Chief Executive Officer of Ryanair, Michael O'Leary, on Monday criticized the in effect new quarantine rules in the UK which requires travelers coming into the country to self-isolate for a period of 14 days.
Calling it a "political stunt", he said, "You could be in Sainsbury's, you could be on the beach, you could be on the golf course in the unlikely event the Home Office calls you - all they will have is a mobile number."
Warns of Devastation In Ceratin Industries
He claimed even the Home Office acknowledged the rules were unenforceable, according to BBC. Some industries have warned they will be severely impacted by the rules, and O'Leary warned of devastation. But Home Secretary Priti Patel has said the laws were designed "to prevent a second wave" of coronavirus, adding the measures were "proportionate" and being implemented "at the right time".
Under the new rules, those arriving in the UK should drive their own car to their destination, where possible, and once at their destination they must not use public transport or taxis, the BBC reported.
They must not go to work, school, or public areas, or have visitors - except for essential support. Those arriving in England and Northern Ireland could face a fine of 1,000 pounds if they fail to self-isolate for the full 14 days, while they face a 480 pounds fine in Scotland.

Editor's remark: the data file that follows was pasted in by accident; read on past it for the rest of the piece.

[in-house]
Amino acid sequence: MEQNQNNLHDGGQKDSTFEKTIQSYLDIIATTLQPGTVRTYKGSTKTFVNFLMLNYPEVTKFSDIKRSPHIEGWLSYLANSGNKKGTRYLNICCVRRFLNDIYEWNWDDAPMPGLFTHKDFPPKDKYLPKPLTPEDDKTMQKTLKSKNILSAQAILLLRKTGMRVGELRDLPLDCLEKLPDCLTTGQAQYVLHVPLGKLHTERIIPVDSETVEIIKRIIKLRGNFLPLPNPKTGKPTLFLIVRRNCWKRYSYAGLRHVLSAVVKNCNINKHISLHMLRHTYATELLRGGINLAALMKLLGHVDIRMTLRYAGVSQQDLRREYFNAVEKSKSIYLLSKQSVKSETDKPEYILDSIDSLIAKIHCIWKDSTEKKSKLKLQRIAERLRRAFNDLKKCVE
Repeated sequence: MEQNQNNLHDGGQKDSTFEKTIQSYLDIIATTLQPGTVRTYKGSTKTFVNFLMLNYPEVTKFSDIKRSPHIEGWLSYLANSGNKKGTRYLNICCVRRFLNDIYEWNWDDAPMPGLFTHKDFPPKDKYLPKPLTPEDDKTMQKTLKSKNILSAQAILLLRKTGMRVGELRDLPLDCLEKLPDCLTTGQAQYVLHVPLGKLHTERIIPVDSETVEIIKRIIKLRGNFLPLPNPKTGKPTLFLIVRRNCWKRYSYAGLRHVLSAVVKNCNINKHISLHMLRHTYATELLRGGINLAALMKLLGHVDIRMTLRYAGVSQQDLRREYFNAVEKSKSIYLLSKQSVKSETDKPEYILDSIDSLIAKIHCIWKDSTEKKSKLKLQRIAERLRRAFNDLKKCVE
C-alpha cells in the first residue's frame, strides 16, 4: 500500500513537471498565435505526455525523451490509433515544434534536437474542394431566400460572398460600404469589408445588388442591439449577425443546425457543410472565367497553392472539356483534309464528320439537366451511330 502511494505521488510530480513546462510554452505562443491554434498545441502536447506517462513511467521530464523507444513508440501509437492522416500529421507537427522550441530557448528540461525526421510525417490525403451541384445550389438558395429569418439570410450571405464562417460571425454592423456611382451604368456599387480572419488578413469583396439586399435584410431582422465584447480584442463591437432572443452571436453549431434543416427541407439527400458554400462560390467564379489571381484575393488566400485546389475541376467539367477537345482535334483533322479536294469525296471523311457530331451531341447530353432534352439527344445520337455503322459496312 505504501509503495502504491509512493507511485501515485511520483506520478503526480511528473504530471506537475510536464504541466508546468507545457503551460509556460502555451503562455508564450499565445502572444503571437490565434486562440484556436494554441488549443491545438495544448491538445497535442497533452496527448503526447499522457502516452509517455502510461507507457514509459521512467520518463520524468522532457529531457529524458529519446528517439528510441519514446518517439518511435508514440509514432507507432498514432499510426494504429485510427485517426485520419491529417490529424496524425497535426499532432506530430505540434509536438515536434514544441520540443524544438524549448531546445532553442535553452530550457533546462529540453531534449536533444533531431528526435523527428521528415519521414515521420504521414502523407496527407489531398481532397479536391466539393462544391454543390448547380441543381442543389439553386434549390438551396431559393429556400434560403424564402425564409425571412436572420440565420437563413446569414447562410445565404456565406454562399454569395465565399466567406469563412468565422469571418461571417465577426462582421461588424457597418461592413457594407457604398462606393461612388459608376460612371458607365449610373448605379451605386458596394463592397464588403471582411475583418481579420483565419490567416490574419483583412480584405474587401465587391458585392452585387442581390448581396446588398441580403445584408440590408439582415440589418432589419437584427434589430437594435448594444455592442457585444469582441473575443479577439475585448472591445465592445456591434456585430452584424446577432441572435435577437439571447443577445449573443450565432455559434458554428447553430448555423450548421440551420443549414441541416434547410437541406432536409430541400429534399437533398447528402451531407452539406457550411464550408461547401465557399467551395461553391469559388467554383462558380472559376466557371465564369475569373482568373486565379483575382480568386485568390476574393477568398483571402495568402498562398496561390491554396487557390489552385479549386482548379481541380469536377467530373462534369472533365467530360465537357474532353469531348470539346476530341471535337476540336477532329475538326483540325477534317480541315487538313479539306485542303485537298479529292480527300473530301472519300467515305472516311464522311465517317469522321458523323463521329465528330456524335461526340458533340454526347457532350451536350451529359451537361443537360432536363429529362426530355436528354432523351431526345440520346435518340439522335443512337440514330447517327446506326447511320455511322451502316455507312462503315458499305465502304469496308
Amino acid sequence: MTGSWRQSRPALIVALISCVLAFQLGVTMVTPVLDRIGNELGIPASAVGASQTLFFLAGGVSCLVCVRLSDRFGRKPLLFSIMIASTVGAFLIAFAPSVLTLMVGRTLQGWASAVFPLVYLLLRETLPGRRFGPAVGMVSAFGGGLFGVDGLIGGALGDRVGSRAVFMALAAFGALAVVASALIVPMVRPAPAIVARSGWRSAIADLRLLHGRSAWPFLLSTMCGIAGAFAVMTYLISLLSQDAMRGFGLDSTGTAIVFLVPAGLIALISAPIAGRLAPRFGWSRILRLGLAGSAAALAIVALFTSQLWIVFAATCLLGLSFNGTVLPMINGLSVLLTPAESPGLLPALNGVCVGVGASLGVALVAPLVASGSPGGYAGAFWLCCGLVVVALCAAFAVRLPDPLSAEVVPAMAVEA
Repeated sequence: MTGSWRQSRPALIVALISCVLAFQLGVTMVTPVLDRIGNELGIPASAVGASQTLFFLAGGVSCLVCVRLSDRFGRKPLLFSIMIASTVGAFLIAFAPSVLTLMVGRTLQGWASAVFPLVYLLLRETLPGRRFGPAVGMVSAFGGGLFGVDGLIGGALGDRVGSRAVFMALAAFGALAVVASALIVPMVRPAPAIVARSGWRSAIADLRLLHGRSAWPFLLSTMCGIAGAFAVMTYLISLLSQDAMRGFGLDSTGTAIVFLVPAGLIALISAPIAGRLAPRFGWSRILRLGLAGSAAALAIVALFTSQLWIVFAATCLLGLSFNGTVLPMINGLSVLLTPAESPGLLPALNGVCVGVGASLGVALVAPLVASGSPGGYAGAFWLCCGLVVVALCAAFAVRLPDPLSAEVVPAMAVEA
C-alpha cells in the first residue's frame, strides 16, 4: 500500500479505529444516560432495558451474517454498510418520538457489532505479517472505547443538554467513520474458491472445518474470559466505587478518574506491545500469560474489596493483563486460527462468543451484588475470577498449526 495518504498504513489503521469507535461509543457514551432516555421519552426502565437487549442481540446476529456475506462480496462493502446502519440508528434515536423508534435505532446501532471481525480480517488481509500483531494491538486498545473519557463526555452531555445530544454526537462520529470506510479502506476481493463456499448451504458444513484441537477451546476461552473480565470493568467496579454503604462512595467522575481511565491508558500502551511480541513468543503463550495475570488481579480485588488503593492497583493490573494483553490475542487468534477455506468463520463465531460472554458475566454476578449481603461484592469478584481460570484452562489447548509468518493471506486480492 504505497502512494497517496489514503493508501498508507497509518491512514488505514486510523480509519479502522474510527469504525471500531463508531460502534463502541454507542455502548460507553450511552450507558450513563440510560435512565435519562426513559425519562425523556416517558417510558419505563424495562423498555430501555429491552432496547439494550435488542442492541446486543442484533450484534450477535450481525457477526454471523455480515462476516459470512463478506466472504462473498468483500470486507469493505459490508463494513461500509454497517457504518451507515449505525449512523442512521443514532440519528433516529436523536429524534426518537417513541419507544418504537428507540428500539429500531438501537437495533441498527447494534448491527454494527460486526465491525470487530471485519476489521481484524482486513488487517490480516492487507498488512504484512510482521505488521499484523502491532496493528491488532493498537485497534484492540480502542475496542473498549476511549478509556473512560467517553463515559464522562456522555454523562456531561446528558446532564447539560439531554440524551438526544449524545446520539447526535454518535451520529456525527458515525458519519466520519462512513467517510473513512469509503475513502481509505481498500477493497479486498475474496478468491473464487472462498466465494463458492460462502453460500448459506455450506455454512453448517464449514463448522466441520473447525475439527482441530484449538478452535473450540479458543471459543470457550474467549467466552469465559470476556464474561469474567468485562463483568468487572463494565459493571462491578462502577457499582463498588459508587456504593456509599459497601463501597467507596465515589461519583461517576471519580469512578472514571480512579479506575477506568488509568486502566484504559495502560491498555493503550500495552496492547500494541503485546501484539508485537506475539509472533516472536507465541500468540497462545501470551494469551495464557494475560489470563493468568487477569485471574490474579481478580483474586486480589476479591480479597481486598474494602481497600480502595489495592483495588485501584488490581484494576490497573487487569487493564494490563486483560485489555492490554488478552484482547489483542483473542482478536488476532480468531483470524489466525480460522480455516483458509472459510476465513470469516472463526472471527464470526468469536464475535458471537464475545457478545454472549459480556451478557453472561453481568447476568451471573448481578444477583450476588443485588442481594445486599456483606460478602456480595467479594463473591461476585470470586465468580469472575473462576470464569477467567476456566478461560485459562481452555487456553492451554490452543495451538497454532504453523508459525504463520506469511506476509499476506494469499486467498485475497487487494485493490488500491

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The enforcement rules in Wales are not clear. Anyone arriving from the Republic of Ireland, the Channel Islands or the Isle of Man does not have to complete a form or enter quarantine. There were also exemptions for workers in some industries such as road haulage and medical professionals who are providing essential care.
Meanwhile, British Airways, EasyJet and Ryanair have written to Procurator General Jonathan Jones, the government's most senior legal official - the first stage required when taking legal action against the government.
The airlines have said that they were prepared to ask for a judicial review into the government's travel quarantine rules.
(With inputs from agencies)